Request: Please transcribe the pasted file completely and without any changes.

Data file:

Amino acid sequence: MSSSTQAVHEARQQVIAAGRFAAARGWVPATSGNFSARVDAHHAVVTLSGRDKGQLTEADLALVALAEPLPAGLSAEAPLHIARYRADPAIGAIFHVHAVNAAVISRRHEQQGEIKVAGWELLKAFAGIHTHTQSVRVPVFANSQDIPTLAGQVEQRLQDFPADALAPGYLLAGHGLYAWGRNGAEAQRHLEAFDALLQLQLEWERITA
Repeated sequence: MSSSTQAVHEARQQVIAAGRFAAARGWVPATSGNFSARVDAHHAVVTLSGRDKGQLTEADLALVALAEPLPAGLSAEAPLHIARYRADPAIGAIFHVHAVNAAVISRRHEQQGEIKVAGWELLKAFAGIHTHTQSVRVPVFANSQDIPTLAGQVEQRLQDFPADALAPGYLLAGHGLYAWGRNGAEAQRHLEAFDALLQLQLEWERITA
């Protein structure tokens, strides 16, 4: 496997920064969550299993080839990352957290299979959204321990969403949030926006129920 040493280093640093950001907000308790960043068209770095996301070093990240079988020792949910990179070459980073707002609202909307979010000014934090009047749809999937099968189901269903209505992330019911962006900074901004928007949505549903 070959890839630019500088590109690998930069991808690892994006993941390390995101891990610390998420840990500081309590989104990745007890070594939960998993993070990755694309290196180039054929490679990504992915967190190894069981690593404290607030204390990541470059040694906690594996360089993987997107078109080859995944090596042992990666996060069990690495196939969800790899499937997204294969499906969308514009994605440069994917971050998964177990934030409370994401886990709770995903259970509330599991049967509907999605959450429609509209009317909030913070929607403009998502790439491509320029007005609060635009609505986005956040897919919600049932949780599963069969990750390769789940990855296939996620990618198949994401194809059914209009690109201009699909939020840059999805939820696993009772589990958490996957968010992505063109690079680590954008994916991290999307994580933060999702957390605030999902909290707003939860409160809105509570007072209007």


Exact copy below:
Amino acid sequence: MSSSTQAVHEARQQVIAAGRFAAARGWVPATSGNFSARVDAHHAVVTLSGRDKGQLTEADLALVALAEPLPAGLSAEAPLHIARYRADPAIGAIFHVHAVNAAVISRRHEQQGEIKVAGWELLKAFAGIHTHTQSVRVPVFANSQDIPTLAGQVEQRLQDFPADALAPGYLLAGHGLYAWGRNGAEAQRHLEAFDALLQLQLEWERITA
Repeated sequence: MSSSTQAVHEARQQVIAAGRFAAARGWVPATSGNFSARVDAHHAVVTLSGRDKGQLTEADLALVALAEPLPAGLSAEAPLHIARYRADPAIGAIFHVHAVNAAVISRRHEQQGEIKVAGWELLKAFAGIHTHTQSVRVPVFANSQDIPTLAGQVEQRLQDFPADALAPGYLLAGHGLYAWGRNGAEAQRHLEAFDALLQLQLEWERITA
């Protein structure tokens, strides 16, 4: 496997920064969550299993080839990352957290299979959204321990969403949030926006129920 040493280093640093950001907000308790960043068209770095996301070093990240079988020792949910990179070459980073707002609202909307979010000014934090009047749809999937099968189901269903209505992330019911962006900074901004928007949505549903 070959890839630019500088590109690998930069991808690892994006993941390390995101891990610390998420840990500081309590989104990745007890070594939960998993993070990755694309290196180039054929490679990504992915967190190894069981690593404290607030204390990541470059040694906690594996360089993987997107078109080859995944090596042992990666996060069990690495196939969800790899499937997204294969499906969308514009994605440069994917971050998964177990934030409370994401886990709770995903259970509330599991049967509907999605959450429609509209009317909030913070929607403009998502790439491509320029007005609060635009609505986005956040897919919600049932949780599963069969990750390769789940990855296939996620990618198949994401194809059914209009690109201009699909939020840059999805939820696993009772589990958490996957968010992505063109690079680590954008994916991290999307994580933060999702957390605030999902909290707003939860409160809105509570007072209007």